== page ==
For the Harrell family, going to the playground is a luxury. The adults who could afford to be there that day assumed that her mother’s choice was irresponsible. Given the girl is black, they may have assumed worse: Mom’s a crackhead? Prostitute? Whatever the case, the child’s answer, that her mother was at work, was not good enough.

The adult who snitched Harrell out made another assumption: that parenting means around-the-clock supervision of children, and anything less is uncivilized. It’s those kind of gentry values that the creators of city public park systems were trying to avoid. They wanted a safe space accessible to people of all classes and backgrounds to enjoy recreation. Instead, in too many places it’s become a place where black and brown youth are made to feel they don’t belong — and certainly not without supervision.

For example.

“We’re arresting poor mothers for our own failures” by Bryce Covert in The Nation.

You’ve probably heard the name Shanesha Taylor at this point. She’s the Arizona mother who was arrested for leaving her children in the car while she went to a job interview. Her story went viral thanks likely to a truly heart-wrenching, tear-stained mugshot. Taylor, who was homeless, says her babysitter flaked on her and she didn’t know what else to do while she went to a job interview for a position that would have significantly improved her family’s financial situation.

For example.

“My son has been suspended 5 times. He’s 3″ by Tunette Powell in The Washington Post.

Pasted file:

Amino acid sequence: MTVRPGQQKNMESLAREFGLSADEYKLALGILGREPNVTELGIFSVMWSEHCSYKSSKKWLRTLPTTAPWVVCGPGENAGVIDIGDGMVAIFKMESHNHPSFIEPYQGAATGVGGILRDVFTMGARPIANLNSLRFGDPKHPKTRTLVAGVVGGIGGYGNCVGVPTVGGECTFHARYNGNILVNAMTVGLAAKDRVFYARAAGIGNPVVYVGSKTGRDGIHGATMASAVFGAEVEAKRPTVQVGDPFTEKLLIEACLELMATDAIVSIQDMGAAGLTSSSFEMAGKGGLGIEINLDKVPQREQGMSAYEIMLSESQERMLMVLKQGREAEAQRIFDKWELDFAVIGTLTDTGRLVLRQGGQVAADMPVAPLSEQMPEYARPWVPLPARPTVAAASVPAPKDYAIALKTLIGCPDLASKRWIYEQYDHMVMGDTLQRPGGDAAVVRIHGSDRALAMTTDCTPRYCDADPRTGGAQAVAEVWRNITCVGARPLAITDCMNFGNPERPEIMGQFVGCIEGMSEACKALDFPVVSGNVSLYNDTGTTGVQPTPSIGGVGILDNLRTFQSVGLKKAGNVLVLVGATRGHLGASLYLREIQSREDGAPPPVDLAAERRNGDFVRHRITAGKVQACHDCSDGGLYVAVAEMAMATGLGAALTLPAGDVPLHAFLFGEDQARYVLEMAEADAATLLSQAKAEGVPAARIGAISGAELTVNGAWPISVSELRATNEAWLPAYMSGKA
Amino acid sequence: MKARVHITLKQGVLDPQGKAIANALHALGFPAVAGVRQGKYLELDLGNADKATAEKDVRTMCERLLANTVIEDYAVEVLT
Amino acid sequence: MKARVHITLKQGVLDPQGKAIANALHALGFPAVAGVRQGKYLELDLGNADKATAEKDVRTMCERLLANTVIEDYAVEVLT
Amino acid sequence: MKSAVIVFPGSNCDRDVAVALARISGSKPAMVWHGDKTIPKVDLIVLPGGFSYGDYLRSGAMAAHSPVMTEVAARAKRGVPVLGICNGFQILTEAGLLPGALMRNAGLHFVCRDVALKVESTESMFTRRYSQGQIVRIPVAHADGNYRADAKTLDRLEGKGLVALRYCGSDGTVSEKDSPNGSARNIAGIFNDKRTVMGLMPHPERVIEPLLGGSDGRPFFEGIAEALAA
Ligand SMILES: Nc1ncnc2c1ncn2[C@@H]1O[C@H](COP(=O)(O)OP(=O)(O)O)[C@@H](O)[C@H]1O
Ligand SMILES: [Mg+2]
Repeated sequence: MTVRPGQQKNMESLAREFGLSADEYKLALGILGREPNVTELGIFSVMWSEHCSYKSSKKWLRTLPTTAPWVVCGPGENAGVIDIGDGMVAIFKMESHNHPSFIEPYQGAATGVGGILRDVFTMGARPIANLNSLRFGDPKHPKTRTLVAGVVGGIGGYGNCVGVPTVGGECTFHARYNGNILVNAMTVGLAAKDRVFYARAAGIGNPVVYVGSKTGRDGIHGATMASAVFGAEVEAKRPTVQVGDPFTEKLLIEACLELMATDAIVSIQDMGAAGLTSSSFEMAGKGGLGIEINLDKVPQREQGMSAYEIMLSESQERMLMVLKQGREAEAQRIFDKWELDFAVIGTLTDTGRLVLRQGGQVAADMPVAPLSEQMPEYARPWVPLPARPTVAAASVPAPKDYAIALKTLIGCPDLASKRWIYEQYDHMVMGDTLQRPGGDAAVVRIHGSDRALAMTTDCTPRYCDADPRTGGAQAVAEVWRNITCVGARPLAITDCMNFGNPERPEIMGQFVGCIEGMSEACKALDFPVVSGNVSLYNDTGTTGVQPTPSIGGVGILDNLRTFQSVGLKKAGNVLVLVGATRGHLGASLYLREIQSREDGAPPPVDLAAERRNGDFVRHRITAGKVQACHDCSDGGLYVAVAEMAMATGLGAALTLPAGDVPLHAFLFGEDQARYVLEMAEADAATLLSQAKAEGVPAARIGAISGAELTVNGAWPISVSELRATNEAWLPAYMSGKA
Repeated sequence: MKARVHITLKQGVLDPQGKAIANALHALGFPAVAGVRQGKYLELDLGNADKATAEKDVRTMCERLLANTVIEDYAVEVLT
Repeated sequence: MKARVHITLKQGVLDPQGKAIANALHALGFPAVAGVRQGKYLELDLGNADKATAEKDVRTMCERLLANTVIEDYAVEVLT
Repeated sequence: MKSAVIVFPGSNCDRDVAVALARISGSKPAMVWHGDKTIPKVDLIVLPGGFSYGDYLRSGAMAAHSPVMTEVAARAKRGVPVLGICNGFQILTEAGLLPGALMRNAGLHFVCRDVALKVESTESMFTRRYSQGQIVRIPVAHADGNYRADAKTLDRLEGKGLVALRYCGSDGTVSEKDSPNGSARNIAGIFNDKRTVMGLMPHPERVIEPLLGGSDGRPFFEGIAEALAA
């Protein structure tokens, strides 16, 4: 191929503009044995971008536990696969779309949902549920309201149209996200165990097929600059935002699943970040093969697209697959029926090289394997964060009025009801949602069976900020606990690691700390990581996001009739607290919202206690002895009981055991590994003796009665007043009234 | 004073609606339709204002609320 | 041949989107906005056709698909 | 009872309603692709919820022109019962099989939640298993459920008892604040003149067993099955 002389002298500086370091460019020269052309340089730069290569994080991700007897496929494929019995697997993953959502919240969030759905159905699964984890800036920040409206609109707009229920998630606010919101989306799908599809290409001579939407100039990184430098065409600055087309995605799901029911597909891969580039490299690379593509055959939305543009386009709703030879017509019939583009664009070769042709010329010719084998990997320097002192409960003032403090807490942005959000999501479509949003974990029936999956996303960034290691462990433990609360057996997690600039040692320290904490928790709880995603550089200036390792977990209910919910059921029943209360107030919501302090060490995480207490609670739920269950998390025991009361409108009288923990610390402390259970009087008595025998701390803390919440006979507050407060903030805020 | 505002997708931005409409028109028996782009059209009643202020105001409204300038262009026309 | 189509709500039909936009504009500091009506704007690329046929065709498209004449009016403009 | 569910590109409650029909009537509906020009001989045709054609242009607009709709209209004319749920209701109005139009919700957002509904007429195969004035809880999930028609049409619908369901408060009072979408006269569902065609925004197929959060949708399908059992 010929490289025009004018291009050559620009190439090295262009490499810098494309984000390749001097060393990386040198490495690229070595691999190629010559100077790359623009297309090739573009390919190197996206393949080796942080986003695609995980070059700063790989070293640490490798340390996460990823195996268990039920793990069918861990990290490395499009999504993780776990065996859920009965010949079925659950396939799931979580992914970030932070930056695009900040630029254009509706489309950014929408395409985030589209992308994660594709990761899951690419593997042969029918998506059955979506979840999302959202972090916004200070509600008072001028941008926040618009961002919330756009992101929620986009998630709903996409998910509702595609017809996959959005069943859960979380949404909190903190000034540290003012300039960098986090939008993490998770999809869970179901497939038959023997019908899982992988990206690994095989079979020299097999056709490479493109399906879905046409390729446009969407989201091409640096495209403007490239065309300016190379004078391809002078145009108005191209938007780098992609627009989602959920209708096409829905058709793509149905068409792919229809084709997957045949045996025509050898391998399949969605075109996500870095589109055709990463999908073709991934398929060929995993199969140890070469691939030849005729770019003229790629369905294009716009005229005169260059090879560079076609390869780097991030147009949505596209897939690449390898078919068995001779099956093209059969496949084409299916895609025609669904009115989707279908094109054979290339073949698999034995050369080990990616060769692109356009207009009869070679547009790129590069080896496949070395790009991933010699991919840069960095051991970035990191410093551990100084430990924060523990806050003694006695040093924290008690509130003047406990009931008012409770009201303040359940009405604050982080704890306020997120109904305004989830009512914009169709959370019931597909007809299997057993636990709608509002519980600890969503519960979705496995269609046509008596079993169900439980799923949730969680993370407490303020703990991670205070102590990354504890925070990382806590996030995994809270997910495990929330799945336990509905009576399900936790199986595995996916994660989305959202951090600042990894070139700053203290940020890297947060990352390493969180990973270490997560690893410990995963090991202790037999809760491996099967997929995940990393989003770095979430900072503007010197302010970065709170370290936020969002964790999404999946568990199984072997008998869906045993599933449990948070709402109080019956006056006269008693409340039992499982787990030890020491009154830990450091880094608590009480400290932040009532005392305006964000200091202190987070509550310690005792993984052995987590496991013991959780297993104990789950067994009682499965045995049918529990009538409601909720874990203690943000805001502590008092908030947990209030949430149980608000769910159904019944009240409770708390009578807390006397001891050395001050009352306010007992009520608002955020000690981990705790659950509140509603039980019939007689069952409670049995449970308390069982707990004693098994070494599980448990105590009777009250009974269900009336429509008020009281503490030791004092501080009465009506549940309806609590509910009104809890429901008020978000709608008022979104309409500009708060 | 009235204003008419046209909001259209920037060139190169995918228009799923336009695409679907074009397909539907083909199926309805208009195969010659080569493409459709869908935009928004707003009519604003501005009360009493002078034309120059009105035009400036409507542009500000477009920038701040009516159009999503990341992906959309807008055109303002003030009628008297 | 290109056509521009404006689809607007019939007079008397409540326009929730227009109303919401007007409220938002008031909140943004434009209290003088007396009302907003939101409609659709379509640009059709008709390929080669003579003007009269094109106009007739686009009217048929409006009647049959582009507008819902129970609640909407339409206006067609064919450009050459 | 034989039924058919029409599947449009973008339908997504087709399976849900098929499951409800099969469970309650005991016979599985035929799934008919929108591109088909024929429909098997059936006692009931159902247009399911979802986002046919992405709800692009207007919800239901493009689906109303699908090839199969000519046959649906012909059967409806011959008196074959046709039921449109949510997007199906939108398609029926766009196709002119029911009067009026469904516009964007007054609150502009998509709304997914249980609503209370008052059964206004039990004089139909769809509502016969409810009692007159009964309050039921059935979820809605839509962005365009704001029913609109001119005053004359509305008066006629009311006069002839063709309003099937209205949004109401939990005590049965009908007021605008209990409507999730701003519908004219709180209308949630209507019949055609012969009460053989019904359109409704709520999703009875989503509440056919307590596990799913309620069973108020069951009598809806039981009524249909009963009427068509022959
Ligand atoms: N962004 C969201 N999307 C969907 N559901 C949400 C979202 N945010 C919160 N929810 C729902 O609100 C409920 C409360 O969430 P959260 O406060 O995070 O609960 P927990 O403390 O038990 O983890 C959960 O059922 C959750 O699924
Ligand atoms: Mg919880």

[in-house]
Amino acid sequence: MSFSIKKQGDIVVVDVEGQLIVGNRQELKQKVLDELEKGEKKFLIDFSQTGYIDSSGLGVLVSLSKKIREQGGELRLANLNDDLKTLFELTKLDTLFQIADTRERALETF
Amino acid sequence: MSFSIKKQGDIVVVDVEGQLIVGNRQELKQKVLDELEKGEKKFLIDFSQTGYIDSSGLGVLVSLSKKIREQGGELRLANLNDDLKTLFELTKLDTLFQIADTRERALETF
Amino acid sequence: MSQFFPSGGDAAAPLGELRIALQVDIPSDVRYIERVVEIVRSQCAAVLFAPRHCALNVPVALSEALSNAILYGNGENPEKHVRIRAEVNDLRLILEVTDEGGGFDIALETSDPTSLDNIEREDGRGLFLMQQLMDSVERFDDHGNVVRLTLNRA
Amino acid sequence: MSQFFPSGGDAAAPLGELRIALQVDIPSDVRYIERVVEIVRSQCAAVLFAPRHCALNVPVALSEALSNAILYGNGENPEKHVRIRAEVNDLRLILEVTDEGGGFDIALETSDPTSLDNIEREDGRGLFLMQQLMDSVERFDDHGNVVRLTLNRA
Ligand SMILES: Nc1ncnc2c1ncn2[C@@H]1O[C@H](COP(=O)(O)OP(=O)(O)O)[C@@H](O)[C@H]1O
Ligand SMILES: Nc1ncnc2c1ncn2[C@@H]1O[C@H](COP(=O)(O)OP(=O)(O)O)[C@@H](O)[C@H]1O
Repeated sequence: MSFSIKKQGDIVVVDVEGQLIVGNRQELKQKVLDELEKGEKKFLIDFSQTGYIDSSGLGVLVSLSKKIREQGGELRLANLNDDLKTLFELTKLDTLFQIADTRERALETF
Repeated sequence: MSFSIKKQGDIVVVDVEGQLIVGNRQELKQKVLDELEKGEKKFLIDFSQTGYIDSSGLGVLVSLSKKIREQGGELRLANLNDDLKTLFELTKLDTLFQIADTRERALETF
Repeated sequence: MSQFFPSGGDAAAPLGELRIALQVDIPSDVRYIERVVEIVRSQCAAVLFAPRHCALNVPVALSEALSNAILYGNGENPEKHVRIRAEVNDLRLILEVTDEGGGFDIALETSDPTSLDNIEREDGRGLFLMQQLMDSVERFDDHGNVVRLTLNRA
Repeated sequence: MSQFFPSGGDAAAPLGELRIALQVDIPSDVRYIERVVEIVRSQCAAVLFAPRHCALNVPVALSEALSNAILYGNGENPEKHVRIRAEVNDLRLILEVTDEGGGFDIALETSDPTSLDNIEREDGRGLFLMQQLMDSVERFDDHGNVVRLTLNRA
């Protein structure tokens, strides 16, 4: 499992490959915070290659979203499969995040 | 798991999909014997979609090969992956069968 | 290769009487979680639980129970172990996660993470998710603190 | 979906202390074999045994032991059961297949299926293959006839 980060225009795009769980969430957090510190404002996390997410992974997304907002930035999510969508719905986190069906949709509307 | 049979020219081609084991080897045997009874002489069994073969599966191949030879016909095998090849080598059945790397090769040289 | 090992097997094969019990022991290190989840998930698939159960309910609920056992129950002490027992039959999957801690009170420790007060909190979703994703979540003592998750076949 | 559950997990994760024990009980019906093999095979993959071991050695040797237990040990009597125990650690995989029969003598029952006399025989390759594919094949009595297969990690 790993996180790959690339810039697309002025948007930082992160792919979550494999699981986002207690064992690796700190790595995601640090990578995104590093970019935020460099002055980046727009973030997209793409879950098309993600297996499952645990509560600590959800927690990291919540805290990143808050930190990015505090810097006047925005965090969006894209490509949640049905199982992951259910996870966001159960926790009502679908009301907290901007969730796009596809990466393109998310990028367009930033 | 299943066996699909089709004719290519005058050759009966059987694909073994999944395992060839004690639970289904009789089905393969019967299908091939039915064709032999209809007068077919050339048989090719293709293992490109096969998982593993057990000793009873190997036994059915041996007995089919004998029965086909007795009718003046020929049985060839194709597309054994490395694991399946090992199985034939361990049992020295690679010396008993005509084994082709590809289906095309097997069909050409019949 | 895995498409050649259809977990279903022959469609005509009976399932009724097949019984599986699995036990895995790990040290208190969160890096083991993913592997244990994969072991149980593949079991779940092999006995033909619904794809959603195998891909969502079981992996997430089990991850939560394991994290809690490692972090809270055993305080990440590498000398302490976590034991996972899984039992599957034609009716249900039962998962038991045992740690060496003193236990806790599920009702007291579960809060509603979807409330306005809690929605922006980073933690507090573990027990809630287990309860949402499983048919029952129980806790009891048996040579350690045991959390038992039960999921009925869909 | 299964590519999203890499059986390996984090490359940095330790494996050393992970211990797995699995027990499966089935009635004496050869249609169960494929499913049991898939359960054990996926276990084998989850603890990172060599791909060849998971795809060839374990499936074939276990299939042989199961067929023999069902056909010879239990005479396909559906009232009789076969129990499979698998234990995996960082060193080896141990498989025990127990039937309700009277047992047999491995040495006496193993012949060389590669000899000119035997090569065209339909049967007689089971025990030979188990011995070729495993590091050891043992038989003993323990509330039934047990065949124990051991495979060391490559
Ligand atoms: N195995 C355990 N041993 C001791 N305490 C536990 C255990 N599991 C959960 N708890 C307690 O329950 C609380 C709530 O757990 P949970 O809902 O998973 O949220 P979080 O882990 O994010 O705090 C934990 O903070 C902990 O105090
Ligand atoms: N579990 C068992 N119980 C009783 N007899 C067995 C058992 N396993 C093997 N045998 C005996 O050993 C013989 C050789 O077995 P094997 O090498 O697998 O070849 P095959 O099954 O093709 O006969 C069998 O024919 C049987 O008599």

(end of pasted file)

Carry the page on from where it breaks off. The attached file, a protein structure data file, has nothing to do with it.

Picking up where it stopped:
For example.

“Stolen Generation survivor had a long journey to love and care” by Martin Hoare in The Age.

 

 

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I wrote this column in response to my editor asking me if parents like me, who write, worry about what my children’s future therapist will think about my parenting and articles:

One does not like to dwell on permanent damage inflicted by self on children while one is tending to the work and family juggle. But guilt, like a fear of the dark, is something I have discovered you can’t really afford as a single parent. Anything that must be dealt with alone in the middle of the night should really be rationalised away as a priority. I have stopped fearing parenting mistakes the way I once did.

Possibly that means I make them at double the speed, though I doubt it. My parenting has generally been considered and kind-hearted and it has probably finally acquired something resembling competence. Though notably, I am also not seeking perfectionism in my relationships these days, least of all with my children.